CSS preprocessors add functionality to CSS files, with the aim of saving developer time and effort. If you have written in any CSS preprocessing language, then you can convert it into another type of data.
Preprocessors can enhance the functionality of CSS with assets like variables, operators, interpolations, functions, mixins to name a few. All these assets are integrated to the regular CSS syntax for increased efficiency and productivity.
The Need for CSS Preprocessors
When you peruse the evolution of web over the years, you can easily see that using CSS as it is will never be enough. It is an almost primitive concept. And when it comes to complex projects, the task becomes even tougher. On the other hand, new specifications are added to HTML frequently.
You can try writing better CSS by separating definitions into smaller files and transferring them all into one big file. While it handles component issue successfully, it can lead to other problems like code repetitions and maintenance.
Different solutions to solve this were tried, but nothing could improve the maintenance issue that still cropped up. This is where CSS preprocessors come in. They are integrated with advanced features that would help you write not only reusable codes, but you can easily make them extensible and maintainable. Preprocessors can help increase developer productivity.
As CSS preprocessor is an advanced version of CSS technology, it makes the basic CSS fully competent. Let’s look at the key advantages of using this technology.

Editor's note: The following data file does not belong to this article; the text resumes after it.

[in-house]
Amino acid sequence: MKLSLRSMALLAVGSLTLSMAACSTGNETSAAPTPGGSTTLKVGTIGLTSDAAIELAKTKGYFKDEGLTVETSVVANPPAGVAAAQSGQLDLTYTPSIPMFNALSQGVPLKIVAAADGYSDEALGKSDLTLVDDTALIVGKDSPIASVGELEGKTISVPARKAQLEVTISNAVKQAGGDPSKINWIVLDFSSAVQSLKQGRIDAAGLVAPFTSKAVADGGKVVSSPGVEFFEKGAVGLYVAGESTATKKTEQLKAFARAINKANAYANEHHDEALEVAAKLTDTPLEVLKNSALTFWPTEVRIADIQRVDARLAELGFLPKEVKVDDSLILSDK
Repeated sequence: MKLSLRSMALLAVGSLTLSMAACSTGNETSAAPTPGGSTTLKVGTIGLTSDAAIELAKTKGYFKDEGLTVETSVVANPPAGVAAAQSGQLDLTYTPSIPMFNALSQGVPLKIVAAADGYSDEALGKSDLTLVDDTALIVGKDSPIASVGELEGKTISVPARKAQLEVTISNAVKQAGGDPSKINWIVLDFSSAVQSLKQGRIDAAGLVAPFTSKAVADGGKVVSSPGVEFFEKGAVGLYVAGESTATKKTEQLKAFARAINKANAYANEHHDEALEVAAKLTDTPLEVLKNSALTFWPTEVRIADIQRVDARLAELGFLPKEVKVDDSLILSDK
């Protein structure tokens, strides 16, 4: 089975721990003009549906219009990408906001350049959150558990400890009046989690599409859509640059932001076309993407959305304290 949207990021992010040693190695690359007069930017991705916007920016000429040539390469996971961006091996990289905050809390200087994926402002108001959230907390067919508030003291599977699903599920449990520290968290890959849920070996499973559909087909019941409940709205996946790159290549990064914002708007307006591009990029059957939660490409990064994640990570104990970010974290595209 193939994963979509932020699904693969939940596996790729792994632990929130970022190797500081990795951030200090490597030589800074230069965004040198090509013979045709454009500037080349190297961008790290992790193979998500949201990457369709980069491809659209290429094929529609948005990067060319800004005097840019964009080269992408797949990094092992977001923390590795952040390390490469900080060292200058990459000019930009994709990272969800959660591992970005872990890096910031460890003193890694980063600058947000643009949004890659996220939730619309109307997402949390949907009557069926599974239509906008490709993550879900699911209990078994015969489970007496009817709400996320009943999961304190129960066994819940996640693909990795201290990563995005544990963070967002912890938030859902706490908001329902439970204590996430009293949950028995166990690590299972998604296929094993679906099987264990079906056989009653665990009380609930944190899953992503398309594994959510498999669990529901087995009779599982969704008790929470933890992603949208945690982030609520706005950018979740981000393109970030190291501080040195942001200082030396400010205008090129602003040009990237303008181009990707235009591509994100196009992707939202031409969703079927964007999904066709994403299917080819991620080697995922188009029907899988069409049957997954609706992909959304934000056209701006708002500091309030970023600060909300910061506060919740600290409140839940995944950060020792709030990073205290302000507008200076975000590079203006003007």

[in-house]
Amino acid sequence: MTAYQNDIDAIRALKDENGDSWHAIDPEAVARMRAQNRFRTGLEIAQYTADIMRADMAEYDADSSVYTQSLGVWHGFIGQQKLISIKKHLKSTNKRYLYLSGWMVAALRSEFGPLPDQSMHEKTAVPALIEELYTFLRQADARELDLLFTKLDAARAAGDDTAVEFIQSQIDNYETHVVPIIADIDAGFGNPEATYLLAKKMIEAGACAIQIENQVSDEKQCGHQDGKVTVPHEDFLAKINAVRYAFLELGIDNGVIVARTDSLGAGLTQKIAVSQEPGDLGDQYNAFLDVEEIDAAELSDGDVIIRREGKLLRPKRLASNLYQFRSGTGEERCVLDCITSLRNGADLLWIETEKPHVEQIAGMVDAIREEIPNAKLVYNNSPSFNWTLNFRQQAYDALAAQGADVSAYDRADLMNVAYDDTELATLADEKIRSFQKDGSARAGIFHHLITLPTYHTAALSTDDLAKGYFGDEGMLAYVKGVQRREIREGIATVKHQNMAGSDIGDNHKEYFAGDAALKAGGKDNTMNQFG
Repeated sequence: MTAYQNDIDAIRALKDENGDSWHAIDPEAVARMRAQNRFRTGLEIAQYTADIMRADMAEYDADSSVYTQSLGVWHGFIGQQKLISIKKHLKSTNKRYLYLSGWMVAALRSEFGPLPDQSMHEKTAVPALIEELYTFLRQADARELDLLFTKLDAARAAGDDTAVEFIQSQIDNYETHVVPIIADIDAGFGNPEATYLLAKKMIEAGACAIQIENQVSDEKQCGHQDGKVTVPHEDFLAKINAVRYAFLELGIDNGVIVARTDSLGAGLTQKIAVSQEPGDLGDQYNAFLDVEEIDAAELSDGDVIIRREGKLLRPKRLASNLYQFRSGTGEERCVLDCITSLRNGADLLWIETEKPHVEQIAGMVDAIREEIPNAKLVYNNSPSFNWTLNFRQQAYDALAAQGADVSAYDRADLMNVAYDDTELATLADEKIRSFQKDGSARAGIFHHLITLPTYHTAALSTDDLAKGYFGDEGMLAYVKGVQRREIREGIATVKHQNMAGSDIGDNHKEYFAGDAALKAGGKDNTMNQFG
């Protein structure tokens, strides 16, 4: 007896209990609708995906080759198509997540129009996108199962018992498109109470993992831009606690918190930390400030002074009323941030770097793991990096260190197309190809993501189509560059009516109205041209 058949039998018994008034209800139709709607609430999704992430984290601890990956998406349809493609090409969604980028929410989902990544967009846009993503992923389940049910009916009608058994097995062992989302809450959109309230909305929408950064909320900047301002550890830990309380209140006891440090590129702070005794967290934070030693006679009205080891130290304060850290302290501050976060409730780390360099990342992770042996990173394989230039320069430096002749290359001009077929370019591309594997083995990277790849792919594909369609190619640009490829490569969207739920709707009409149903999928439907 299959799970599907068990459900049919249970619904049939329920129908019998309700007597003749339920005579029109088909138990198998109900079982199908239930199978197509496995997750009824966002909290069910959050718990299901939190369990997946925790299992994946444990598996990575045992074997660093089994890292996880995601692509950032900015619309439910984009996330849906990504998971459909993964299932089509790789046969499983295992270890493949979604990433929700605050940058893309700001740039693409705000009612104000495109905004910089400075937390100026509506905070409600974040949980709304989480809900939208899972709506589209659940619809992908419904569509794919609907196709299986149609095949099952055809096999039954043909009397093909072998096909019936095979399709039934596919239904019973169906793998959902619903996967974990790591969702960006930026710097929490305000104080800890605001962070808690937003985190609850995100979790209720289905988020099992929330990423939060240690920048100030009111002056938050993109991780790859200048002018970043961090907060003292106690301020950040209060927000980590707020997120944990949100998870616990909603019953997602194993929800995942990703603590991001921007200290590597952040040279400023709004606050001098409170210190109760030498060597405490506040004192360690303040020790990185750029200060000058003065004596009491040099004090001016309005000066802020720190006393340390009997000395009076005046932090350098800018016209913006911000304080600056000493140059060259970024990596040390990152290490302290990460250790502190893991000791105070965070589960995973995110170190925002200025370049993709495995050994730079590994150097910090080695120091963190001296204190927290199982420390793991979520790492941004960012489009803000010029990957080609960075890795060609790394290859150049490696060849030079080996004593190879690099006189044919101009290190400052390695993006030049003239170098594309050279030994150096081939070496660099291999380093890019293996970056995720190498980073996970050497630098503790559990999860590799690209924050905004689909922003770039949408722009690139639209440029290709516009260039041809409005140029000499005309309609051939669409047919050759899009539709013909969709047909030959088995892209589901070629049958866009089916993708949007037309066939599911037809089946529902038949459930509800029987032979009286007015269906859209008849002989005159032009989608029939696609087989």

One of the most noted features of CSS preprocessor is that it follows the DRY (Don’t Repeat Yourself) principle and not the WET (Write Everything Twice) principle when it comes to writing codes. It saves developer time because they no longer have to worry about writing codes repeatedly.
The structural elements of certain sites remain the same, and preprocessing, especially in the LESS style (will be discussed later) makes it easy to make reusable modules. Developers can now use variables to change colors, visual aspects and fonts by tweaking on a few values eliminating the need for search and replace.
Needless to say, hardcoding CSS is a time taking task because you’ve got to run through a series of activities like typing selectors, writing color strings, their properties and so on.
And you need to do the whole process all over again when you need to incorporate the same things elsewhere. Preprocessors can save a lot of time and effort by helping to avoid repetitive coding and redundancy.
As CSS is mostly about typing the same code over and over again, developers are well aware of the monotony behind it. For example, if you want a specific menu to have a drop shadow feature, you need to retype the code or copy-paste it each time.
With CSS preprocessor, this effort is eliminated because you can use mixins to define global styles with desired functions and capabilities so you can reuse them whenever needed. Just a simple line of code would be sufficient.
Using preprocessors, makes the CSS more organized, especially when it comes to LESS and Sass, two of the most popular CSS preprocessors. Both these styles support nested definitions.